The subtext title for this film is of course: a space station as imagined from 1976. Setting the movie in the 70s is both a clever cost saving device, because it's a lot cheaper to simply use decors, furniture, props from the 70s) and a hommage to the only golden era Hollywood has ever known, the seventies. It was the one time Hollywood prefered to make meaningful quality films, (Parallax, Lolly Madonna, They shoot horses, Sergio Leone) over the bombastic superficial crap that came before and the meaningless crap that came after.
Of course many people will mistake this for a sci-fi movie. It is not. It's a straight drama, despite the occassional absurd moment, like with Dr. Bot. I do have a preference for less plot driven films because plots are like straight jackets: The struggle HAS TO be resolved, the boy NEEDS to get the girl, the killer SHALL be caught, the world WILL be saved etc. Why, oh why should we give in to the infantile yearning for plots? It doesn't challenge us one bit. The characters are being made fun of, sure, but that's more to demonstraty the banality of life, or it's absurdity, than to make us laugh.
Special mention: Kylie Rogers, who is the 10 year old veteran with 20 credits, including a TV show with 9 episode.
Her acting is deceptively natural, and if she overcomes the obstacle of her rather run-of-the-mill Barbie looks, she might be a big one a la Knightly or Adams.
Just saw Space Station 76. This review nails it. The best way to describe it is "entertainingly boring".
You know how those 1970s era Sci-Fi films tended to be kind of plodding? I don't just mean 2001, but something like Silent Running or Logan's Run or Space 1999 or anything else from that time. There might be action, but there was also a lot of nothin going on as well for long stretches?
This movie makes me wonder: is it possible to make a parody of something that is too clever, too accurate, and played too straight? While there are some funny moments (even some laugh-out-loud), some ironic moments, some tongue in cheek moments, some cringing moments... much of the time it's played so straight you could actually imagine it being made in 1976 almost exactly as is.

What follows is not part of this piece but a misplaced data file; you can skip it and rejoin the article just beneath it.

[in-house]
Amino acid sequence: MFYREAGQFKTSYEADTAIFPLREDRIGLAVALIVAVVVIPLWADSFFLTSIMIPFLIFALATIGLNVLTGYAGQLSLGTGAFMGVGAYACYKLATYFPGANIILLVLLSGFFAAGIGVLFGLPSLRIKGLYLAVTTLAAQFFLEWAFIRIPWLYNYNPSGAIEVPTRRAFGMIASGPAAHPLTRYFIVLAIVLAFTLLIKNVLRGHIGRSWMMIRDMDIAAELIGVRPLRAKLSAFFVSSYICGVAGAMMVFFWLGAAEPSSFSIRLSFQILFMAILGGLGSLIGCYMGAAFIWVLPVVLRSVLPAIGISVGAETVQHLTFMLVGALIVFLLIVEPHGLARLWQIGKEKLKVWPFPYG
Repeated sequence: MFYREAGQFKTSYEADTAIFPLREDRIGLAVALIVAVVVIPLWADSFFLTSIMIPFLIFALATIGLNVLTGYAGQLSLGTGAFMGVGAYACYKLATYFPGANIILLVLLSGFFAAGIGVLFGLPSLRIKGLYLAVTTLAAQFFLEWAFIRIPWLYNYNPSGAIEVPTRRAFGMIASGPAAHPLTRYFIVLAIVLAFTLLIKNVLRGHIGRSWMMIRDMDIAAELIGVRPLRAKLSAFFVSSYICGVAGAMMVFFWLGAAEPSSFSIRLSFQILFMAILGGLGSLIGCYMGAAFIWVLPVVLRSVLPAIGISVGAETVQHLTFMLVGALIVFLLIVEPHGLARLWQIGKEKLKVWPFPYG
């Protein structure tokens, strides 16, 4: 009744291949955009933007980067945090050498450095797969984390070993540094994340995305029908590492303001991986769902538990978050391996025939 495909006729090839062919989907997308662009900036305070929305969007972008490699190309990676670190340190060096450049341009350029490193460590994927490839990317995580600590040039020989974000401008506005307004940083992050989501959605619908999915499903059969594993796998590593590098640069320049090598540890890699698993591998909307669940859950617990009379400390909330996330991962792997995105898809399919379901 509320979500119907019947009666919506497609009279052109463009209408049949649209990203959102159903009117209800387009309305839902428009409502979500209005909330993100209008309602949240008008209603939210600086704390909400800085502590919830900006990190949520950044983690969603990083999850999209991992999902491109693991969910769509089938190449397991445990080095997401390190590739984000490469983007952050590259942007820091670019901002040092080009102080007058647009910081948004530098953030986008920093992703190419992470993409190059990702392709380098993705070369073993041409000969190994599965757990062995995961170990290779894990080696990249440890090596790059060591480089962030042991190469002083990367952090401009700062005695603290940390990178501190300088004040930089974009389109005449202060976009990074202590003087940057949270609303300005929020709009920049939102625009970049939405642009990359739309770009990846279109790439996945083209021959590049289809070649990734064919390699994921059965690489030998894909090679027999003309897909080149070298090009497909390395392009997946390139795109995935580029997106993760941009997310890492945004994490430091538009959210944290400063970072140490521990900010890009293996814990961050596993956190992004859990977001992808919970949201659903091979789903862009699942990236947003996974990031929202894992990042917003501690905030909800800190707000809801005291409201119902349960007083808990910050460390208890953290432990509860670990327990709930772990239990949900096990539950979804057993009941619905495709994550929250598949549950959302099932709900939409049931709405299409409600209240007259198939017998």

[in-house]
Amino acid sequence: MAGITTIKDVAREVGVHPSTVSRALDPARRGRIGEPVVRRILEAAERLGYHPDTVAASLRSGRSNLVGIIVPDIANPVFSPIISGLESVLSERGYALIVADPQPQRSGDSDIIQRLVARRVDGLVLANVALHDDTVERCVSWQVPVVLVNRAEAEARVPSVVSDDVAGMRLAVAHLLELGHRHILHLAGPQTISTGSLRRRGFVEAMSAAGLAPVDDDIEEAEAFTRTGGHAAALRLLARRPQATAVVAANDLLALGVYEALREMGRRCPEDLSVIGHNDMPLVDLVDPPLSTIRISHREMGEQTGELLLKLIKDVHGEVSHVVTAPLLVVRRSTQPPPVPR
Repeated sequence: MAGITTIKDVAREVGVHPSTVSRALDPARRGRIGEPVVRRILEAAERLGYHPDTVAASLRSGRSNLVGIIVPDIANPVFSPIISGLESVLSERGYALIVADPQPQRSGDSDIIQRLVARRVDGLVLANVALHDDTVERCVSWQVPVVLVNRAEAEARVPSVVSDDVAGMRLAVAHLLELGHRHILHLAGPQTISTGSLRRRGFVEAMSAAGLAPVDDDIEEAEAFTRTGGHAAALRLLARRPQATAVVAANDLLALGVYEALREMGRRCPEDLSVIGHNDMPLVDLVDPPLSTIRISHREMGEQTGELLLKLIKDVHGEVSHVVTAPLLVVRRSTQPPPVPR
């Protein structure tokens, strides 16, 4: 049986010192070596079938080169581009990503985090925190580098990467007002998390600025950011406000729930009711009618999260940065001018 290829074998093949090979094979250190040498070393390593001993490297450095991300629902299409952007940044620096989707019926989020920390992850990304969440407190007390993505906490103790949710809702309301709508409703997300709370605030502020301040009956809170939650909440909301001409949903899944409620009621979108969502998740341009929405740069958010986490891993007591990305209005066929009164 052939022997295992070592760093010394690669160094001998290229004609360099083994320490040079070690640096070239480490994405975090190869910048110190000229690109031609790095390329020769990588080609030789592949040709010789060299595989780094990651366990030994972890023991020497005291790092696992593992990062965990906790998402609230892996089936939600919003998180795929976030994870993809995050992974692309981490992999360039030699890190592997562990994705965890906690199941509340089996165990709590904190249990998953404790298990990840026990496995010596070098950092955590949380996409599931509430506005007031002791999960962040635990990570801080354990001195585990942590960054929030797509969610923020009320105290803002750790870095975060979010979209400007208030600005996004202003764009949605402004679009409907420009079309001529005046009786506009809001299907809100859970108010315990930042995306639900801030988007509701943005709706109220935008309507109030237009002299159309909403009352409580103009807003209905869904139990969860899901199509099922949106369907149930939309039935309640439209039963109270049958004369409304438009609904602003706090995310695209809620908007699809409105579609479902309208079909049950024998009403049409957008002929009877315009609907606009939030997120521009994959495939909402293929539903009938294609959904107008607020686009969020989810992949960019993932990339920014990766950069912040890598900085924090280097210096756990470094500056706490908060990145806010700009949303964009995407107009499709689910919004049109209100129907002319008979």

It is however fascinating from a production viewpoint. Everything about it from the models, the lighting, the set design, the camera direction, the pacing, absolutely everything, rings true for the 70s. I can't say it's a great film, but I will say it's worth watching, especially for film buffs who will appreciate what's going on.
Sympathetic audiences may be diverted by Space Station 76's period design and skilled performances, and by the mystery of what exactly the filmmakers are going for. (The less sympathetic may just ask what the point is.)
I loved the retro futurist premise and all the performances, but it was a film that buried its dry, often very witty humor under such a deep layer of, myriad, human melancholia that it becomes a difficult viewing experience at times. There is a Mad Men-like view of attitudes and demeanors drawn from our recent past that are played more for laughs (possibly? it's not clear), but ultimately make for the most uncomfortable moments of the film. Maybe Patrick Wilson's workplace proclivity is informing his audience on how best to view the film: with mug full of brandy.
But there are great moments, especially as the 70s soundtrack was pumped in to this anachronistic paradox of a setting, and the cast was wonderful. I hope movies like this continue to be made. I didn't ultimately love the film, but it was the first time in years I was genuinely excited to sit down and watch a film, and that was a good feeling.
In order to appreciate or even enjoy this film you almost have to know beforehand what happened to movies after 1977. You see films like Star Wars and then Raiders of the Lost Ark cranked up the pace and excitement level so much that films of this style ceased to exist. There was this small pocket of time post 2001 and pre George Lucas where these cheaply made space melodramas were released. Because of that some 40 years later we have this film...
Now on Space Station 76 it was an extremely interesting ride back in time. I am just not sure it was a place I wanted to revisit. I will give kudos to the prop department bringing in just about everything authentic you can think of from that era. I kinda liked it for that reason. I could not imagine anyone born after 1979 having any kind of interest in this film though. Watch at your own risk.
See it but don't expect to have good time.
It's all one big visual joke. It's a funny joke but isn't strong enough to sustain the mundane domestic dramedy tacked on.
It's clear this script was built by committee. The compromises in the overall vision of "what this is" are clear.
I love the fact that this movie exists but I didn't enjoy watching it very much.
This movie is neither a comedy (not even a black comedy it's billed as) nor a sci-fi flick. The plot, whatever little of it exists, is essentially the same tired commentary on the existential angst in the American suburbs. The movie just crawls along, and one keeps watching hoping for something to happen, hoping for some payoff. It never comes. The ending is so unsatisfactory, you want to reach out and strangle the director for wasting an hour and a half of your life. The only reason I don't give it a 0 is because of the tremendous attention to detail that went into recreating the seventies. Other than the polished special effects, the movie looks and feels as if it came from that decade.
I don't know what they were trying to achieve with this film... but the result is the worst... thing... ever. Not 0 out of 10 as I can see some effort went into... whatever it was they were trying to do with this. But whatever it was, it epically failed.